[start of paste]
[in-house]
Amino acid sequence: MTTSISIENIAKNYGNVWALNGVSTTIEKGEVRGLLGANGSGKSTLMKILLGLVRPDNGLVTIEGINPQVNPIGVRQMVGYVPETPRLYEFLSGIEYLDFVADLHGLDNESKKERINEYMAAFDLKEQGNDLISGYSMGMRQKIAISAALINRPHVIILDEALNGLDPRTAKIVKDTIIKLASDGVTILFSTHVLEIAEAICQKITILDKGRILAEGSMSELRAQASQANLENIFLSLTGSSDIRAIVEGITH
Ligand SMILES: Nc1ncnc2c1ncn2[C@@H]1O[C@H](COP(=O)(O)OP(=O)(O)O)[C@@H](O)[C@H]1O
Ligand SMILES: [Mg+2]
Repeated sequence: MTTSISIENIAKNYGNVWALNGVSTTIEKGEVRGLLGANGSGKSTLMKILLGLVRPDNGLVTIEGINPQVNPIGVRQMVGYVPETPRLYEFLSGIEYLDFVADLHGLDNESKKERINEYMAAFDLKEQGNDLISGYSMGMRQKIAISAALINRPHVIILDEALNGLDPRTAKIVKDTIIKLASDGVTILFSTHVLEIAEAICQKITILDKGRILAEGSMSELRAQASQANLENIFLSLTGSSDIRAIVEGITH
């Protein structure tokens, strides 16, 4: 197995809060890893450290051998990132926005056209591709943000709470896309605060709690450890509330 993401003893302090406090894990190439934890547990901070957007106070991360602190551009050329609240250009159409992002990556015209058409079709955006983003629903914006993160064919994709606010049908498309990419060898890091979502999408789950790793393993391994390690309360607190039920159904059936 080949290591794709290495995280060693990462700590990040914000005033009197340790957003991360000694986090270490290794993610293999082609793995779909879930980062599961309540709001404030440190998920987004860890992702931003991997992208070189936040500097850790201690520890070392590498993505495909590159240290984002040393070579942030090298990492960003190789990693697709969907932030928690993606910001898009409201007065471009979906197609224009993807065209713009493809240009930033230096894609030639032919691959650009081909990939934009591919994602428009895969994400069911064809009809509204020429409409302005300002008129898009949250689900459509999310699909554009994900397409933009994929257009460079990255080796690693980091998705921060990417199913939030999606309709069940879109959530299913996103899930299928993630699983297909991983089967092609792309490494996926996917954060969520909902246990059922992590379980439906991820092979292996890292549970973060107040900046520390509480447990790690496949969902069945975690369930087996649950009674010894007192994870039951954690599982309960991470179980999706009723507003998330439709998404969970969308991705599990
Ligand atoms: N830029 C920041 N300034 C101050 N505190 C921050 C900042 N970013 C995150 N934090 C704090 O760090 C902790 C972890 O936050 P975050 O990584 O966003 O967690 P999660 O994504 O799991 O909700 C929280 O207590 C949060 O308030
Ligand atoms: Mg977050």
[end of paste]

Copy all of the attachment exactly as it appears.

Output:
[in-house]
Amino acid sequence: MTTSISIENIAKNYGNVWALNGVSTTIEKGEVRGLLGANGSGKSTLMKILLGLVRPDNGLVTIEGINPQVNPIGVRQMVGYVPETPRLYEFLSGIEYLDFVADLHGLDNESKKERINEYMAAFDLKEQGNDLISGYSMGMRQKIAISAALINRPHVIILDEALNGLDPRTAKIVKDTIIKLASDGVTILFSTHVLEIAEAICQKITILDKGRILAEGSMSELRAQASQANLENIFLSLTGSSDIRAIVEGITH
Ligand SMILES: Nc1ncnc2c1ncn2[C@@H]1O[C@H](COP(=O)(O)OP(=O)(O)O)[C@@H](O)[C@H]1O
Ligand SMILES: [Mg+2]
Repeated sequence: MTTSISIENIAKNYGNVWALNGVSTTIEKGEVRGLLGANGSGKSTLMKILLGLVRPDNGLVTIEGINPQVNPIGVRQMVGYVPETPRLYEFLSGIEYLDFVADLHGLDNESKKERINEYMAAFDLKEQGNDLISGYSMGMRQKIAISAALINRPHVIILDEALNGLDPRTAKIVKDTIIKLASDGVTILFSTHVLEIAEAICQKITILDKGRILAEGSMSELRAQASQANLENIFLSLTGSSDIRAIVEGITH
């Protein structure tokens, strides 16, 4: 197995809060890893450290051998990132926005056209591709943000709470896309605060709690450890509330 993401003893302090406090894990190439934890547990901070957007106070991360602190551009050329609240250009159409992002990556015209058409079709955006983003629903914006993160064919994709606010049908498309990419060898890091979502999408789950790793393993391994390690309360607190039920159904059936 080949290591794709290495995280060693990462700590990040914000005033009197340790957003991360000694986090270490290794993610293999082609793995779909879930980062599961309540709001404030440190998920987004860890992702931003991997992208070189936040500097850790201690520890070392590498993505495909590159240290984002040393070579942030090298990492960003190789990693697709969907932030928690993606910001898009409201007065471009979906197609224009993807065209713009493809240009930033230096894609030639032919691959650009081909990939934009591919994602428009895969994400069911064809009809509204020429409409302005300002008129898009949250689900459509999310699909554009994900397409933009994929257009460079990255080796690693980091998705921060990417199913939030999606309709069940879109959530299913996103899930299928993630699983297909991983089967092609792309490494996926996917954060969520909902246990059922992590379980439906991820092979292996890292549970973060107040900046520390509480447990790690496949969902069945975690369930087996649950009674010894007192994870039951954690599982309960991470179980999706009723507003998330439709998404969970969308991705599990
Ligand atoms: N830029 C920041 N300034 C101050 N505190 C921050 C900042 N970013 C995150 N934090 C704090 O760090 C902790 C972890 O936050 P975050 O990584 O966003 O967690 P999660 O994504 O799991 O909700 C929280 O207590 C949060 O308030
Ligand atoms: Mg977050």